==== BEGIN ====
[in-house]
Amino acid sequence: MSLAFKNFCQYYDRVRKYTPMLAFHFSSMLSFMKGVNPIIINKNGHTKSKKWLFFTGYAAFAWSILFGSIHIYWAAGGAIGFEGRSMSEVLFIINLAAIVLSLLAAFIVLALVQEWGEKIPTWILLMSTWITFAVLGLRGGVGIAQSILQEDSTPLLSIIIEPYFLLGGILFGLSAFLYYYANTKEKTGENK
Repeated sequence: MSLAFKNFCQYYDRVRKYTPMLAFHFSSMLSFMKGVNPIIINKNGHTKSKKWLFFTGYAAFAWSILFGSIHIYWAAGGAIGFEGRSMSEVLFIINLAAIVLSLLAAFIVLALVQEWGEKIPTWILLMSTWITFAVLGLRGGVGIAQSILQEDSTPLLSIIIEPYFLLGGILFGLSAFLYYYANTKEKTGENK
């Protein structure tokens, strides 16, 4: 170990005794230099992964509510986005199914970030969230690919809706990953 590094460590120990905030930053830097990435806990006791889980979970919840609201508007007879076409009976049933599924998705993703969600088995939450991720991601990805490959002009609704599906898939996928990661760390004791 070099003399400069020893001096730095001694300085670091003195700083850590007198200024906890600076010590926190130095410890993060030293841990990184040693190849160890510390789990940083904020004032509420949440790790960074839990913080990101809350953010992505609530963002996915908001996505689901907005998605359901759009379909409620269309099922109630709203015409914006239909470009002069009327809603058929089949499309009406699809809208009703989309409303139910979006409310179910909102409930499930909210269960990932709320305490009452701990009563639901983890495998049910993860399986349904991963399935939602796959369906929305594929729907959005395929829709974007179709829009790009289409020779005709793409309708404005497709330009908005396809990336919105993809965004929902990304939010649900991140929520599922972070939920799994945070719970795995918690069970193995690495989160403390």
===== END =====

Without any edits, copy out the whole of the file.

[in-house]
Amino acid sequence: MSLAFKNFCQYYDRVRKYTPMLAFHFSSMLSFMKGVNPIIINKNGHTKSKKWLFFTGYAAFAWSILFGSIHIYWAAGGAIGFEGRSMSEVLFIINLAAIVLSLLAAFIVLALVQEWGEKIPTWILLMSTWITFAVLGLRGGVGIAQSILQEDSTPLLSIIIEPYFLLGGILFGLSAFLYYYANTKEKTGENK
Repeated sequence: MSLAFKNFCQYYDRVRKYTPMLAFHFSSMLSFMKGVNPIIINKNGHTKSKKWLFFTGYAAFAWSILFGSIHIYWAAGGAIGFEGRSMSEVLFIINLAAIVLSLLAAFIVLALVQEWGEKIPTWILLMSTWITFAVLGLRGGVGIAQSILQEDSTPLLSIIIEPYFLLGGILFGLSAFLYYYANTKEKTGENK
């Protein structure tokens, strides 16, 4: 170990005794230099992964509510986005199914970030969230690919809706990953 590094460590120990905030930053830097990435806990006791889980979970919840609201508007007879076409009976049933599924998705993703969600088995939450991720991601990805490959002009609704599906898939996928990661760390004791 070099003399400069020893001096730095001694300085670091003195700083850590007198200024906890600076010590926190130095410890993060030293841990990184040693190849160890510390789990940083904020004032509420949440790790960074839990913080990101809350953010992505609530963002996915908001996505689901907005998605359901759009379909409620269309099922109630709203015409914006239909470009002069009327809603058929089949499309009406699809809208009703989309409303139910979006409310179910909102409930499930909210269960990932709320305490009452701990009563639901983890495998049910993860399986349904991963399935939602796959369906929305594929729907959005395929829709974007179709829009790009289409020779005709793409309708404005497709330009908005396809990336919105993809965004929902990304939010649900991140929520599922972070939920799994945070719970795995918690069970193995690495989160403390």